17  OF  24  BEACH  RESORTS  IN  GUIMARAS  REMAIN  SLICK-FREE

[PHOTO AT LEFT - SLUDGE-FREE: President Arroyo takes a stroll on the beach at Costa Aguada resort in Inampulagan in Guimaras during her second visit to the island since the massive oil spill this month.]

INAMPULUGAN, GUIMARAS, AUGUST 29, 2006 (STAR) By Aurea Calica - Only seven of the 24 resorts here were affected by the oil spill, President Arroyo said yesterday as she called on tourists not to shy away from visiting the other 17 resorts.

However, organizers of the trip received a scolding from the President as it turned out the area she and her media entourage were taken to was affected by the oil spill.

"Why did you bring them (members of the media) here?" Mrs. Arroyo asked the officials who organized the event.

And to save Guimaras’ image as a tourist attraction, the President proposed that the tragedy from now on be called "Solar I oil spill" instead of Guimaras oil spill.

Mrs. Arroyo had gamely posed before photographers and cameramen at the Costa Aguada island resort here with the beach as a backdrop. The rocks lining the beach, however, showed an oily sheen that indicated the area was affected by the oil spill.

The President wanted the event organizers to bring the members of media to another resort that was unaffected by the oil spill, but this was not possible due to lack of accommodation.

She said she still preferred the media see and report on a resort that was not affected by the oil spill. She said they could have brunched in another resort after she left.

Mrs. Arroyo spent the night at the resort and brought members of media with her to showcase the area. Expenses were shouldered by Petron Corp., which had chartered the ill-fated oil tanker MT Solar I, which sank in the rough waters off Guimaras last Aug. 11 and continues to leak bunker fuel into the sea.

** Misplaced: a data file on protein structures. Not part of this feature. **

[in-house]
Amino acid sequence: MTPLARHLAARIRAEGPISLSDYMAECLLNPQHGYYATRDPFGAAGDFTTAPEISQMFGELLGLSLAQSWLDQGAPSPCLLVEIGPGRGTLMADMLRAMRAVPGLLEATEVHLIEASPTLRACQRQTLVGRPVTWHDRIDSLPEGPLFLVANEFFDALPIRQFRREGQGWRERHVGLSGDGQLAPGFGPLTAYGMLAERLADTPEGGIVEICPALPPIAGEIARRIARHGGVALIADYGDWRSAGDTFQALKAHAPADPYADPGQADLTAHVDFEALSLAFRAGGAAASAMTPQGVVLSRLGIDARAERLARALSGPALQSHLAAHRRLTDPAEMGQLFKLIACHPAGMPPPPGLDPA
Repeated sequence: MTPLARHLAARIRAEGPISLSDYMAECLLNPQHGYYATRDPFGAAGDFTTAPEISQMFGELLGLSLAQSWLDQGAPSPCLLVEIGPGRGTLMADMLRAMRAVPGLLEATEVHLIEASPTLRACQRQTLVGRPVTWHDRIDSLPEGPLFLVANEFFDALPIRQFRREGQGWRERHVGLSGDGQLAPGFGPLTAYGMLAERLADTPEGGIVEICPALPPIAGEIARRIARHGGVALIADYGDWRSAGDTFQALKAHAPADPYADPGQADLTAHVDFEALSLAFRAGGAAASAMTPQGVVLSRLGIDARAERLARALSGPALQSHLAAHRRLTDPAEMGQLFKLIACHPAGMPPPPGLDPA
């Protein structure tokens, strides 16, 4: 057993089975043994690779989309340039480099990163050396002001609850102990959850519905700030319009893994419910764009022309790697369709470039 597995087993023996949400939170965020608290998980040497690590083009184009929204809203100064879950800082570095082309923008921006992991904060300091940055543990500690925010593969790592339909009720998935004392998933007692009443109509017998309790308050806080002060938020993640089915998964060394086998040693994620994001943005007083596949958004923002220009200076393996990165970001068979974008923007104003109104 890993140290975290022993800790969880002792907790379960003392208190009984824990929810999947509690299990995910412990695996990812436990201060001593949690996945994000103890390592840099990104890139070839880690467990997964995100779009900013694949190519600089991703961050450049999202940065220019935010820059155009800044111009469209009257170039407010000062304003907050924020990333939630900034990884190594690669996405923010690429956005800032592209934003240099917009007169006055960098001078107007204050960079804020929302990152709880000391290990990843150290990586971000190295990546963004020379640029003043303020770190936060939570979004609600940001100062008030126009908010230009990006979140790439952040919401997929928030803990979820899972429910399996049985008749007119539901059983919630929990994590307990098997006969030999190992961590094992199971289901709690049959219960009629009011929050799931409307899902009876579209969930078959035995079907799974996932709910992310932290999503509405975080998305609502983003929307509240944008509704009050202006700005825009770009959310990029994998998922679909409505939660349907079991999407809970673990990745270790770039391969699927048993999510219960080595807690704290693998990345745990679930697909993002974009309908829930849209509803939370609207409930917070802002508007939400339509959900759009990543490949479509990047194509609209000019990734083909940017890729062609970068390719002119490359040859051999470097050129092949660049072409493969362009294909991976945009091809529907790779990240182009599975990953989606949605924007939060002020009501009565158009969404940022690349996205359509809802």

Guests were served seafood, which authorities said were safe to eat, along with fish caught in the northwestern part of the Guimaras Strait.

They were also encouraged to take a dip in the water, which officials said was fine for swimming since only those who swam in areas affected by the oil spill complained of skin irritation and other problems.

While rubbing elbows with members of media, Mrs. Arroyo read her statement thanking the United Nations and the international community for their prompt and substantial assistance to the Philippines.

She said she was grateful not only for the help in cleaning up the oil spill, but also for livelihood projects for affected residents as the government tried to fully rehabilitate Guimaras’ damaged ecosystem.

"The government is on top of the situation and we assure the affected residents that we, along with our international partners, will be by the people’s side in meeting this challenge," the President said.

Helping hands

Australia and France have pledged to help the Philippines clean up the massive oil spill, Mrs. Arroyo said.

She also thanked the United States and Japan for sending experts to help deal with the spill, which has contaminated resorts, marine reserves, seaweed farms and fishing communities on the southern coast of Guimaras island and outlying areas.

Officials will appeal for more foreign assistance, Mrs. Arroyo said, adding that Australia and France have offered help. She did not elaborate on the specific aid that both countries might provide.

She said Defense Undersecretary Ernesto Carolina has been tasked to draft a formal "worldwide appeal" to seek assistance to address the environmental damage brought about by the oil spill.

Solar I, carrying about two million liters of bunker oil, sank off Guimaras and began spilling oil that has affected a 220-kilometer stretch of coastline.

An investigation will pinpoint criminal liability and come up with ways to prevent a recurrence, the President said.

Traces of oil have been carried by the currents to the shores of two towns in Iloilo province, about 50 kilometers west of Guimaras, Coast Guard officials said.

The Guimaras provincial government has reported that more than 26,000 people — directly and indirectly dependent on fishing — have been affected.

Environment Secretary Angelo Reyes said the tanker has been located about 700 meters under the sea. Officials will wait for a Japanese salvage ship to arrive later this week and examine the tanker with a remote-controlled probe before deciding what to do next, he said.